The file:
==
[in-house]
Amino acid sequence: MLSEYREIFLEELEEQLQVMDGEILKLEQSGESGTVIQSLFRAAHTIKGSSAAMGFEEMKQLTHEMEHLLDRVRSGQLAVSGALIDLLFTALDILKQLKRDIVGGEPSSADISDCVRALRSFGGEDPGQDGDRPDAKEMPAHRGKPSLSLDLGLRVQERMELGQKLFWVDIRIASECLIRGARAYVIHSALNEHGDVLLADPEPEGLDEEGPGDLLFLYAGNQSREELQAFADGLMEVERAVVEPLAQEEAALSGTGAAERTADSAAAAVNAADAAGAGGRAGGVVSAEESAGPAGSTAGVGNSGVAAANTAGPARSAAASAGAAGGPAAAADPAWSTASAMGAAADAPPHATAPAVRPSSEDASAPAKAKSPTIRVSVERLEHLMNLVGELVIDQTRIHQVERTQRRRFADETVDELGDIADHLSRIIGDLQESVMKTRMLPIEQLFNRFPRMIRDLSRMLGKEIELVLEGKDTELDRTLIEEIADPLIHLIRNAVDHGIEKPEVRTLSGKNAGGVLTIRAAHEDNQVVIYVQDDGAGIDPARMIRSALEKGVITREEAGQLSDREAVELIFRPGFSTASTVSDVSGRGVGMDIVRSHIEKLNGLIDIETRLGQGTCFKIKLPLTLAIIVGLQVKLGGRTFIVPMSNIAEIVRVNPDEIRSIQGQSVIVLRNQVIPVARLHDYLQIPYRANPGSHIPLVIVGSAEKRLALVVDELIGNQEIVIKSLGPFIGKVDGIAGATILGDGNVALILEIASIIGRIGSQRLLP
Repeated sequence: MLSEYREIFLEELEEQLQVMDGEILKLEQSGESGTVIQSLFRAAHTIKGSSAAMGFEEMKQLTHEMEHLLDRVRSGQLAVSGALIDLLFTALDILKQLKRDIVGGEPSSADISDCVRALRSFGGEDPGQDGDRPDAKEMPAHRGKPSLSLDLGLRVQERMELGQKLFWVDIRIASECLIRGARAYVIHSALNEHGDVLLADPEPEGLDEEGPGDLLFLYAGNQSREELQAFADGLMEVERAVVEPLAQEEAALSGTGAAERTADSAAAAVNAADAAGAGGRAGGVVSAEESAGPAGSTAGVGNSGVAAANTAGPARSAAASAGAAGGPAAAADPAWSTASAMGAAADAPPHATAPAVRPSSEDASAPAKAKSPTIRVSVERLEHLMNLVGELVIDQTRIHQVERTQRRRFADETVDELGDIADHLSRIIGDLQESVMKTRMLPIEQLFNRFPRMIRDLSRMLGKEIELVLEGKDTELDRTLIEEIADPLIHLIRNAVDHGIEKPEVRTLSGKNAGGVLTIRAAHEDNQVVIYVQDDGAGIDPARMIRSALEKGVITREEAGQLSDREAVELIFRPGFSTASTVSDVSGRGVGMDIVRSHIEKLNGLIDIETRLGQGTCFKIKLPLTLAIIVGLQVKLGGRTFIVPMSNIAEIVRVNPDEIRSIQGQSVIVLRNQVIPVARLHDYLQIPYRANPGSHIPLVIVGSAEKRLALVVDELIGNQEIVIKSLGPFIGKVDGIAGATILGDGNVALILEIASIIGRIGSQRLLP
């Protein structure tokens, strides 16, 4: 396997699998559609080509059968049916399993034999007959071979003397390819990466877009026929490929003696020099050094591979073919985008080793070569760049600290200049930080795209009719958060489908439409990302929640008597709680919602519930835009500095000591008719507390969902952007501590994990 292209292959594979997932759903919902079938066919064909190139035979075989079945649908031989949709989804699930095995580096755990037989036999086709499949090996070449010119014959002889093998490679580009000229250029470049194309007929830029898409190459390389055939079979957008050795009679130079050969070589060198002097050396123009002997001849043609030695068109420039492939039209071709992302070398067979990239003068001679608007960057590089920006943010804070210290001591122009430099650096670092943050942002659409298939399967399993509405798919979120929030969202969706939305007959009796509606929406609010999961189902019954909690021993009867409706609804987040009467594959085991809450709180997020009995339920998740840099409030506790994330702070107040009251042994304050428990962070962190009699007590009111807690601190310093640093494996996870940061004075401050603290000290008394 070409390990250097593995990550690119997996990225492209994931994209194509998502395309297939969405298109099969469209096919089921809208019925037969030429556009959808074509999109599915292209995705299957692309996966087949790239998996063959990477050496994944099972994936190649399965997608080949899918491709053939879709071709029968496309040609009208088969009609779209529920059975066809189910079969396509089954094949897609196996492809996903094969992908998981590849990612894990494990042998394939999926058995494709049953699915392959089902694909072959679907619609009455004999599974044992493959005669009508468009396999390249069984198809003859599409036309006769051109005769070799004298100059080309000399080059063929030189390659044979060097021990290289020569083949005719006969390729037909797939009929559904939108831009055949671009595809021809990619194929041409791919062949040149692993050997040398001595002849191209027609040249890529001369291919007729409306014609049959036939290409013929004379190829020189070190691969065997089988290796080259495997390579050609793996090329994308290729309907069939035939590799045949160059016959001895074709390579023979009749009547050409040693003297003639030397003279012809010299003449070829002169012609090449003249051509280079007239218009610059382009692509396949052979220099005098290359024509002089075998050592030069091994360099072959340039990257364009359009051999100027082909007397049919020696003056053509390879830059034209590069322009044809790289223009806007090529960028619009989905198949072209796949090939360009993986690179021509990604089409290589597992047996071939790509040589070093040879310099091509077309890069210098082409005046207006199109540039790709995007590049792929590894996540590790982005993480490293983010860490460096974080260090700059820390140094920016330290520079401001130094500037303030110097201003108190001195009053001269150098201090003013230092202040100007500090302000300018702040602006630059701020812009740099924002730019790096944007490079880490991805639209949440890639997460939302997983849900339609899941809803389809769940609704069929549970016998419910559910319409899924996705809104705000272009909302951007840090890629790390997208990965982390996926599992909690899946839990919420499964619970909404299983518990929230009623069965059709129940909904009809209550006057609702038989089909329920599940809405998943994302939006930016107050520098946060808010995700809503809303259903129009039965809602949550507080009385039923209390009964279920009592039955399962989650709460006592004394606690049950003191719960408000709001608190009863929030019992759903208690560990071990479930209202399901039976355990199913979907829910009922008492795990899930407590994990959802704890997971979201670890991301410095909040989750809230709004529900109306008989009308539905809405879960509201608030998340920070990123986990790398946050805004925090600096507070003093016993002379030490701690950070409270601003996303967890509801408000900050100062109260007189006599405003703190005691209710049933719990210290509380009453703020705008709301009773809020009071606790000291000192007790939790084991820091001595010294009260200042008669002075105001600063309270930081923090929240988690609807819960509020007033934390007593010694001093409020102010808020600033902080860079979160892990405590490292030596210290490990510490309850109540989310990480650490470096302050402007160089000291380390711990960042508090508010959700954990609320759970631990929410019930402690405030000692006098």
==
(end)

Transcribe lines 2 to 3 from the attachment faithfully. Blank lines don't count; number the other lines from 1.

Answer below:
Amino acid sequence: MLSEYREIFLEELEEQLQVMDGEILKLEQSGESGTVIQSLFRAAHTIKGSSAAMGFEEMKQLTHEMEHLLDRVRSGQLAVSGALIDLLFTALDILKQLKRDIVGGEPSSADISDCVRALRSFGGEDPGQDGDRPDAKEMPAHRGKPSLSLDLGLRVQERMELGQKLFWVDIRIASECLIRGARAYVIHSALNEHGDVLLADPEPEGLDEEGPGDLLFLYAGNQSREELQAFADGLMEVERAVVEPLAQEEAALSGTGAAERTADSAAAAVNAADAAGAGGRAGGVVSAEESAGPAGSTAGVGNSGVAAANTAGPARSAAASAGAAGGPAAAADPAWSTASAMGAAADAPPHATAPAVRPSSEDASAPAKAKSPTIRVSVERLEHLMNLVGELVIDQTRIHQVERTQRRRFADETVDELGDIADHLSRIIGDLQESVMKTRMLPIEQLFNRFPRMIRDLSRMLGKEIELVLEGKDTELDRTLIEEIADPLIHLIRNAVDHGIEKPEVRTLSGKNAGGVLTIRAAHEDNQVVIYVQDDGAGIDPARMIRSALEKGVITREEAGQLSDREAVELIFRPGFSTASTVSDVSGRGVGMDIVRSHIEKLNGLIDIETRLGQGTCFKIKLPLTLAIIVGLQVKLGGRTFIVPMSNIAEIVRVNPDEIRSIQGQSVIVLRNQVIPVARLHDYLQIPYRANPGSHIPLVIVGSAEKRLALVVDELIGNQEIVIKSLGPFIGKVDGIAGATILGDGNVALILEIASIIGRIGSQRLLP
Repeated sequence: MLSEYREIFLEELEEQLQVMDGEILKLEQSGESGTVIQSLFRAAHTIKGSSAAMGFEEMKQLTHEMEHLLDRVRSGQLAVSGALIDLLFTALDILKQLKRDIVGGEPSSADISDCVRALRSFGGEDPGQDGDRPDAKEMPAHRGKPSLSLDLGLRVQERMELGQKLFWVDIRIASECLIRGARAYVIHSALNEHGDVLLADPEPEGLDEEGPGDLLFLYAGNQSREELQAFADGLMEVERAVVEPLAQEEAALSGTGAAERTADSAAAAVNAADAAGAGGRAGGVVSAEESAGPAGSTAGVGNSGVAAANTAGPARSAAASAGAAGGPAAAADPAWSTASAMGAAADAPPHATAPAVRPSSEDASAPAKAKSPTIRVSVERLEHLMNLVGELVIDQTRIHQVERTQRRRFADETVDELGDIADHLSRIIGDLQESVMKTRMLPIEQLFNRFPRMIRDLSRMLGKEIELVLEGKDTELDRTLIEEIADPLIHLIRNAVDHGIEKPEVRTLSGKNAGGVLTIRAAHEDNQVVIYVQDDGAGIDPARMIRSALEKGVITREEAGQLSDREAVELIFRPGFSTASTVSDVSGRGVGMDIVRSHIEKLNGLIDIETRLGQGTCFKIKLPLTLAIIVGLQVKLGGRTFIVPMSNIAEIVRVNPDEIRSIQGQSVIVLRNQVIPVARLHDYLQIPYRANPGSHIPLVIVGSAEKRLALVVDELIGNQEIVIKSLGPFIGKVDGIAGATILGDGNVALILEIASIIGRIGSQRLLP